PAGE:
What to do When You're Overwhelmed by the World

By: Angie Merrill

The barrage of news stories and social issues we encounter every day can lead us on an emotional rollercoaster. Over time, this is not good for the soul. A famous comedian soberly recounted being in school 35 years ago when his class gathered around a television to watch the launch of the Challenger space shuttle. To their—and the rest of the world’s—shock, the space shuttle exploded 73 seconds after liftoff, killing all seven astronauts on board. The comedian shared that his teacher turned off the TV, and everyone was sent home. Then he made a profound statement. He said that, in our modern times—due to how fast news travels and the prolific number of tragic stories—it is as though we’re watching the Challenger explosion every single day, if not multiple times a day. In a rare and somber moment for a standup comedian’s set, we were invited to consider the effect that this “new normal” has on us. 

Our generation has become fatigued and even desensitized. Whenever I become overwhelmed by what’s going on in the world, it is very tempting for me to want to bury my head in the sand. Since my degree is in journalism, it used to bother me when people didn’t know what was going on in the news. But now I totally understand statements like, “I don’t pay attention to the news; it’s too depressing.” 

This past year, I have been especially saddened, outraged, contemplative, and disturbed. I vacillate between wanting to put on a cape and a mask and dedicate my entire life to eradicating injustice in the world, to feeling completely overwhelmed because I am but one person—a wife and a mom with three kids, a normal job, and everyday responsibilities. It seems that I am too small and the problems are too big. But when I remember to take my eyes off the bleakness and back onto Jesus, I find peace. I’d like to share three things that I am learning with you:

1. Find balance – We can’t spend our lives ignoring what’s happening in the world, but we can’t dedicate an unreasonable amount of time to negative news stories either. There is good and evil in the world. To focus solely on the good and ignore the evil, makes us no better than the city of Sodom, whom the Bible says was guilty of being “arrogant, overfed and unconcerned; they did not help the poor and needy” (Ezekiel 16:49). 

We can’t pretend that life is sunshine and rainbows when there is real suffering and injustice all around us, but on the flipside, let’s not become discouraged. There are still people who will help an elderly neighbor or feed a homeless person, knowing they will get nothing in return. There are vigilant people fighting against human trafficking and working to restore victims. There are sweet saints who are rescuing children from abuse, neglect, and poverty. People still love. People still care. People are speaking up for those who don’t have a voice. Rejoice and be encouraged that the world is still filled with people like this. Beautiful stories and miracles are unfolding all around us!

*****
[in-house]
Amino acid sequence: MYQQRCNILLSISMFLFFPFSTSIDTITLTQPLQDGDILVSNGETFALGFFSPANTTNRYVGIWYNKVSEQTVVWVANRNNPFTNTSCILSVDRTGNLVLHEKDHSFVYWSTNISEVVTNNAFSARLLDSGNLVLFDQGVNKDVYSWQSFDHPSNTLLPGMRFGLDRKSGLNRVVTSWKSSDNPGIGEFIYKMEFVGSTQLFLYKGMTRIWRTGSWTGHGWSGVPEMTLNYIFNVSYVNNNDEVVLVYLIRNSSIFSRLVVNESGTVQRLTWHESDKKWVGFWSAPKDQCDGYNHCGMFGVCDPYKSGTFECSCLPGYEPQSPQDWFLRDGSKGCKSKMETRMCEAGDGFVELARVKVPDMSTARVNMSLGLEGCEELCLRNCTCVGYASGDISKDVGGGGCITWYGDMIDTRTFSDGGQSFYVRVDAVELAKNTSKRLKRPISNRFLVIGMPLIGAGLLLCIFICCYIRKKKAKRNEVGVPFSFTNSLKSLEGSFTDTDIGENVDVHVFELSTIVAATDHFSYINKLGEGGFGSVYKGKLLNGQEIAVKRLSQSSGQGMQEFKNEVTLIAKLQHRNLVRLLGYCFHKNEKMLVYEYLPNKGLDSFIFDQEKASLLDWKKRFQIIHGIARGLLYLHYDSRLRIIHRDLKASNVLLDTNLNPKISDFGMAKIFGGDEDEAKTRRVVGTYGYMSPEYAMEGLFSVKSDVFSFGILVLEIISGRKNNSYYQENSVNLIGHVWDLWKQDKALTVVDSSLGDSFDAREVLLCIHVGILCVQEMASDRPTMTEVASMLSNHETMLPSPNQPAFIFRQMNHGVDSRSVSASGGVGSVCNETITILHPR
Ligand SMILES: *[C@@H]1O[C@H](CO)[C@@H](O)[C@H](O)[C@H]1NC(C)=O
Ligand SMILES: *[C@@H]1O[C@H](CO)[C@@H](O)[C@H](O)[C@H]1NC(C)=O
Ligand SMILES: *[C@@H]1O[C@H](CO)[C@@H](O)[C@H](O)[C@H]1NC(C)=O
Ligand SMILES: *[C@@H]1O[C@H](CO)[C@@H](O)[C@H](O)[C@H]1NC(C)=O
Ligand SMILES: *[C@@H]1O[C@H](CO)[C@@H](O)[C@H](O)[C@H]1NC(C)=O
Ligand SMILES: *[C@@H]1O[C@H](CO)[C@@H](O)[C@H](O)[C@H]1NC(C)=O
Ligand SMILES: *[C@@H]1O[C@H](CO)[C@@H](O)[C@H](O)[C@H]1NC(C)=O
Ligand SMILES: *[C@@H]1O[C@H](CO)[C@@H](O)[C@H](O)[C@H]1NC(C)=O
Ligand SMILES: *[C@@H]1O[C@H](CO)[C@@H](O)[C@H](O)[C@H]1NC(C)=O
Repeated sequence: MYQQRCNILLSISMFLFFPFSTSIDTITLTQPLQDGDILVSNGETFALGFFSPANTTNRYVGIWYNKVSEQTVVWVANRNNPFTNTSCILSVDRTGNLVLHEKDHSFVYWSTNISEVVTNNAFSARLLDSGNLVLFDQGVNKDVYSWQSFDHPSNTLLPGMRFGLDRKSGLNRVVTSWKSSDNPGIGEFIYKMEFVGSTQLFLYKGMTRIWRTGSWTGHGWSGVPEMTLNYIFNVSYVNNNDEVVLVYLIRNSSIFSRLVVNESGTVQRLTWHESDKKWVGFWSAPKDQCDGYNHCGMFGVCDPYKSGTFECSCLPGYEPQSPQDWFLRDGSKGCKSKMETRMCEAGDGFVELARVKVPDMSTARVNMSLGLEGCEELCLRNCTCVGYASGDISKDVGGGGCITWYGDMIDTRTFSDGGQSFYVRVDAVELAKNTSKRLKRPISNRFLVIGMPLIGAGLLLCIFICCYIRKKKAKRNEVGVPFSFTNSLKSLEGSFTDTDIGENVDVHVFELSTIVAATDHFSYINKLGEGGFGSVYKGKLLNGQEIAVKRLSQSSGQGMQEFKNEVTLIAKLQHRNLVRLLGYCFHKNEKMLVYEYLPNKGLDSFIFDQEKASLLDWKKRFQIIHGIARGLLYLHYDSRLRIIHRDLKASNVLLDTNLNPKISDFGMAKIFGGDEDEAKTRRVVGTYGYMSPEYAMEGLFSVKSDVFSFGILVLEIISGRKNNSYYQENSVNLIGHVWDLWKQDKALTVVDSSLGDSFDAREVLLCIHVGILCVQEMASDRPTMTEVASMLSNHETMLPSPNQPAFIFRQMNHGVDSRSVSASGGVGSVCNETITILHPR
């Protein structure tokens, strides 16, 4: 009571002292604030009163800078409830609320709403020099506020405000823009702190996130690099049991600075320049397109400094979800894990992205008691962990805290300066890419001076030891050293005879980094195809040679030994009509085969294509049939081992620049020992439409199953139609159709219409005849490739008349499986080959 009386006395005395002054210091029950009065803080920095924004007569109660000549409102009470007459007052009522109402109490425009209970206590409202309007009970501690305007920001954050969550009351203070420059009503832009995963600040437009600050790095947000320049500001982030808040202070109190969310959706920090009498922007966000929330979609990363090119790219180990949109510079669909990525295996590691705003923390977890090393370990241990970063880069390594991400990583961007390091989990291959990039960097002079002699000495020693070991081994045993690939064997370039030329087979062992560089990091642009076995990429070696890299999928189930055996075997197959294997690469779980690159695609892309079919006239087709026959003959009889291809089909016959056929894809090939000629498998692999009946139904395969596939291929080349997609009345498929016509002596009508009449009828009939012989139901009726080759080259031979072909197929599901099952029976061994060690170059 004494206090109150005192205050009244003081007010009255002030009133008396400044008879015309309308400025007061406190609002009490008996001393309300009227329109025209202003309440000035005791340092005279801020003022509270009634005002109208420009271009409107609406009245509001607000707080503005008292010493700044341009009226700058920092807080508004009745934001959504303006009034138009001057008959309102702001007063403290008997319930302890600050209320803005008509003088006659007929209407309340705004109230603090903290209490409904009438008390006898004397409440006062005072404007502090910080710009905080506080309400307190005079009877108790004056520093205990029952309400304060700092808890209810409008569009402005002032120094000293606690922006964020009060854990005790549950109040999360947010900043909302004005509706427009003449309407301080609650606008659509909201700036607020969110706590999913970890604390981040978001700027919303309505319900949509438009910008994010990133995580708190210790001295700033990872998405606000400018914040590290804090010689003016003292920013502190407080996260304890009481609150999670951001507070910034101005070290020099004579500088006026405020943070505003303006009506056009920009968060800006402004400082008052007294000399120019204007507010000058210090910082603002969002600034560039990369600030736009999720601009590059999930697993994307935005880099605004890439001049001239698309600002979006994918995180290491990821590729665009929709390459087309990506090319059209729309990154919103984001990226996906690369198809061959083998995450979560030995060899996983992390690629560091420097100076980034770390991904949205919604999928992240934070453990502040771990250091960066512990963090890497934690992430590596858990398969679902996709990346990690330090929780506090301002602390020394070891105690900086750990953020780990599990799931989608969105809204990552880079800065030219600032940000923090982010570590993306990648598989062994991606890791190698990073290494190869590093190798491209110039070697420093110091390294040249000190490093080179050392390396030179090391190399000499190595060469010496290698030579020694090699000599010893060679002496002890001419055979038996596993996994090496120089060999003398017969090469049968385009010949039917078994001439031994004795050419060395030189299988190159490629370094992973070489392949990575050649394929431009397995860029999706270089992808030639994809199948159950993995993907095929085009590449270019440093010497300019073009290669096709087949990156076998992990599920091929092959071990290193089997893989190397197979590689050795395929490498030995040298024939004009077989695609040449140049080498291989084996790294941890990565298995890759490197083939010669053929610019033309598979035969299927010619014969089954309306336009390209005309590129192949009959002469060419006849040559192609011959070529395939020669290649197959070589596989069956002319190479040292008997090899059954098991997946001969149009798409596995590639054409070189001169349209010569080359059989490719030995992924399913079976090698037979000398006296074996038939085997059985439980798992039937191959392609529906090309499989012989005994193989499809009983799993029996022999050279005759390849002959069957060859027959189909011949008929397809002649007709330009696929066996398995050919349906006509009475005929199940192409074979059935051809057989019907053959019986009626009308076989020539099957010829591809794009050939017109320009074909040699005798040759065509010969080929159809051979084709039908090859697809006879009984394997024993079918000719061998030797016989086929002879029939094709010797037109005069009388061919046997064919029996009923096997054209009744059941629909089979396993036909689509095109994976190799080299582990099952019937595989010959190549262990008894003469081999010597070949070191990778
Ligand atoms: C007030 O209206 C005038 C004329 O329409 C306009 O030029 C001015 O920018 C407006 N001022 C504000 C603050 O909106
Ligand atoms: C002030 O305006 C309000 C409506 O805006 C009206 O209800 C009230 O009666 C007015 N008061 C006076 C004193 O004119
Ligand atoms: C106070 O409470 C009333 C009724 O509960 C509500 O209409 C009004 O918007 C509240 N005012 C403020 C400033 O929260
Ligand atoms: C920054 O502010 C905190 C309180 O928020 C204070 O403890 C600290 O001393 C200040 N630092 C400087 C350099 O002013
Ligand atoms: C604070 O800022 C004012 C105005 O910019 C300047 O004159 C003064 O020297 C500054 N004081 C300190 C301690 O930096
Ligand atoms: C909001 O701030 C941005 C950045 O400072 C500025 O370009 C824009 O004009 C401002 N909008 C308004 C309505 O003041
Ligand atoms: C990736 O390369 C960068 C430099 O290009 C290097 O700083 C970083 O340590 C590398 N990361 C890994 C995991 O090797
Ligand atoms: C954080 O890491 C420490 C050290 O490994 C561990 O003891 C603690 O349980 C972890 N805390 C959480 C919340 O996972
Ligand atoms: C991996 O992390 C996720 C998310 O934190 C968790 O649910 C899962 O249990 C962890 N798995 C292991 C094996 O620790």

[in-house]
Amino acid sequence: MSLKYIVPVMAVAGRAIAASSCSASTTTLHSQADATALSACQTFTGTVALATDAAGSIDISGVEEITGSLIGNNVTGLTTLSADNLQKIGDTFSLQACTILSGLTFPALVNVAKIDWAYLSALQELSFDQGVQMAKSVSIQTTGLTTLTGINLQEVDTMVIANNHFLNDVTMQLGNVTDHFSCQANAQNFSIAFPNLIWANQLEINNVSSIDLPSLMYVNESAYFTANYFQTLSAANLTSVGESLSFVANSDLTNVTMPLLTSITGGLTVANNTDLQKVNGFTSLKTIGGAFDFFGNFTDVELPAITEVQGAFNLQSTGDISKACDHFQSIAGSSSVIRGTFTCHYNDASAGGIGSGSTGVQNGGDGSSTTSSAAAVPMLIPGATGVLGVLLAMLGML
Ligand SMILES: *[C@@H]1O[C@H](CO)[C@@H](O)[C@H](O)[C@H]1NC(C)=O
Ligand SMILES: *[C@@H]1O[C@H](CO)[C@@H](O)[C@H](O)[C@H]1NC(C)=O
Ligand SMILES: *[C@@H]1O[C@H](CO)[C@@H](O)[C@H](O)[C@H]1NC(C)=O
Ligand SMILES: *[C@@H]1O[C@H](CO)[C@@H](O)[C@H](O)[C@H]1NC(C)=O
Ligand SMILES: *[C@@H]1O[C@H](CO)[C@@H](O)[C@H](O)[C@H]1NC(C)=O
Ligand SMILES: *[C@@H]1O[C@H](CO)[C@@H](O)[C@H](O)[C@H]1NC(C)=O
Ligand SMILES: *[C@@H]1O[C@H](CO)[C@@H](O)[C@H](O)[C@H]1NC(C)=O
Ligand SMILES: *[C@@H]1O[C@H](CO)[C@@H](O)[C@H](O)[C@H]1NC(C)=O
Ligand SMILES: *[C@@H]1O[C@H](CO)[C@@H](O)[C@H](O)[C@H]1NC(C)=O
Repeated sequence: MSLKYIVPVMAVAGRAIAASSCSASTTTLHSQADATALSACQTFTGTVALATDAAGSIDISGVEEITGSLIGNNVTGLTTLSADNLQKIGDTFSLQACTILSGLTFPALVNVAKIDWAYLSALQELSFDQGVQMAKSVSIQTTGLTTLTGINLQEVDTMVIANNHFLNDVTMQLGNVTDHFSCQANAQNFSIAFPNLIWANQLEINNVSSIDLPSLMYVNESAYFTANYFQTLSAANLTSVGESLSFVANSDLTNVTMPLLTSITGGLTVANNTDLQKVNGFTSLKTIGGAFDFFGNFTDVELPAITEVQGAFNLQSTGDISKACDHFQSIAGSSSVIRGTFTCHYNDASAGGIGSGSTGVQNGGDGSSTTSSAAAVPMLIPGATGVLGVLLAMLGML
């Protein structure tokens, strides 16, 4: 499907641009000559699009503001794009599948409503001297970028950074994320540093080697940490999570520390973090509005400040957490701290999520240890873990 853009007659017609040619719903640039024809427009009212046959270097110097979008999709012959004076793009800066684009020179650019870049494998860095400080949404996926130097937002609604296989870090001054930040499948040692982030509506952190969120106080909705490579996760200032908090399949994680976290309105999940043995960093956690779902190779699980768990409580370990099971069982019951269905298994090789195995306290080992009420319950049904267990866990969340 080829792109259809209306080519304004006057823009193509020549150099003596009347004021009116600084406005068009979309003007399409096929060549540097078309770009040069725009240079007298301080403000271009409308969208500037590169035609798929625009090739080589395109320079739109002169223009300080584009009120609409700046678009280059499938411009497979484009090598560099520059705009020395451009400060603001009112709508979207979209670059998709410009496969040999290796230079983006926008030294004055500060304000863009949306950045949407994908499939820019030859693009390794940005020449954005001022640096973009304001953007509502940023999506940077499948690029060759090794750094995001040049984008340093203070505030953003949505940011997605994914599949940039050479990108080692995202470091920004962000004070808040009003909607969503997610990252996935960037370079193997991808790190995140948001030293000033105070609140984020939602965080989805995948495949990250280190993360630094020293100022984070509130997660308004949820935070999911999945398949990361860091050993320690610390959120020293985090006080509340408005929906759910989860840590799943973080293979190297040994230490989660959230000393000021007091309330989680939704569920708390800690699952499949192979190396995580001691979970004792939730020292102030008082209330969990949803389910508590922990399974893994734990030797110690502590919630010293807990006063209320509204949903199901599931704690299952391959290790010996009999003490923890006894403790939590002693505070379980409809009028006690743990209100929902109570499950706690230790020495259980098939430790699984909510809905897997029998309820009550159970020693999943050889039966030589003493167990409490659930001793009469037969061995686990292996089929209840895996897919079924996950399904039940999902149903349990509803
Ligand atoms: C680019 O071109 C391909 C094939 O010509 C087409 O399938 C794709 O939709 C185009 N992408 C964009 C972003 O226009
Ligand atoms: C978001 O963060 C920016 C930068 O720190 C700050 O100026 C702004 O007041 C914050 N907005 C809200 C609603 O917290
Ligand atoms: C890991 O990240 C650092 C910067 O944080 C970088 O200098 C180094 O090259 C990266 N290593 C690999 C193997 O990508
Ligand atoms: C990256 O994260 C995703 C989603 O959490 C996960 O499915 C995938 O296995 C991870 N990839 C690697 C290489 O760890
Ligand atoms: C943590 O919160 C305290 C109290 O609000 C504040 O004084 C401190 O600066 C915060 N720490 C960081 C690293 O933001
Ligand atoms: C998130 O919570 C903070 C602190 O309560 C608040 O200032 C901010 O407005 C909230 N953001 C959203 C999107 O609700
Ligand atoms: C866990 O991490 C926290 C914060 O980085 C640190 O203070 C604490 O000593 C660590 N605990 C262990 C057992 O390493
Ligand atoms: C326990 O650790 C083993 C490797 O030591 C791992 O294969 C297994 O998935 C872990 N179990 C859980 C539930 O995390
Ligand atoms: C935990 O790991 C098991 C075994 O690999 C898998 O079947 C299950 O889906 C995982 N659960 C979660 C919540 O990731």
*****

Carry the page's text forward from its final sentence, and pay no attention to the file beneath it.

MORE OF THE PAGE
2. Don’t dwell—do something – Bad news grieves my heart, and I have a tendency to dwell a little too long on what I’ve seen, heard, or read. While we are to “rejoice with those who rejoice; mourn with those who mourn” (Romans 12:15), I don’t think God wants us to stay in that place of sorrow. A depressed state can be quite debilitating, rendering us ineffective to make a positive change in the world. 

Lately, I am trying not to dwell too long on an emotion. I have found it helpful—both for my sanity and for the cause for which I’m passionate—to channel that mental energy into action, whether it be to pray, serve, sign a petition, spread awareness on social media, vote, call my senators and my representatives in Congress and ask them to act. It’s good to feel empathy about a particular situation; it’s far better to try to do something about it. “Let us not become weary in doing good, for at the proper time we will reap a harvest if we do not give up” (Galatians 6:9).

3. Harvest hope – In the novel-turned-movie, The Hunger Games, someone asks bad guy President Snow why he chooses a winner of the battle royal—instead of just executing all 24 players to intimidate the districts from whence they came. President Snow answers, “Hope. It is the only thing stronger than fear. A little hope is effective. A lot of hope is dangerous. A spark is fine, as long as it's contained.” Hope is powerful, and it’s contagious. In the midst of all the scary things that are happening in the world, it’s easy to become fearful. But instead, God calls us to have hope. To have a confident expectation that something good is going to happen—and ultimately, that Jesus Christ is coming back to make all things new. He will wipe away every tear, heal every disease, and take away pain and death (Revelation 21:4). In these troubling times, I have been reminded again and again of Jesus’ words in John 16:33, "I have told you these things, so that in me you may have peace. In this world you will have trouble. But take heart! I have overcome the world." 

Thank God that despite all the craziness in the world today, we can have peace because our God is still good, just, and sovereign. Even when we are feeling overwhelmed, we can have hope because Christ has overcome the world.  

Angie Merrill is a wife, a mom of three, and a writer who loves Jesus. She has been on staff at Shepherd Church for the last 15 years with the honor of assisting Pastor Dudley Rutherford with writing projects.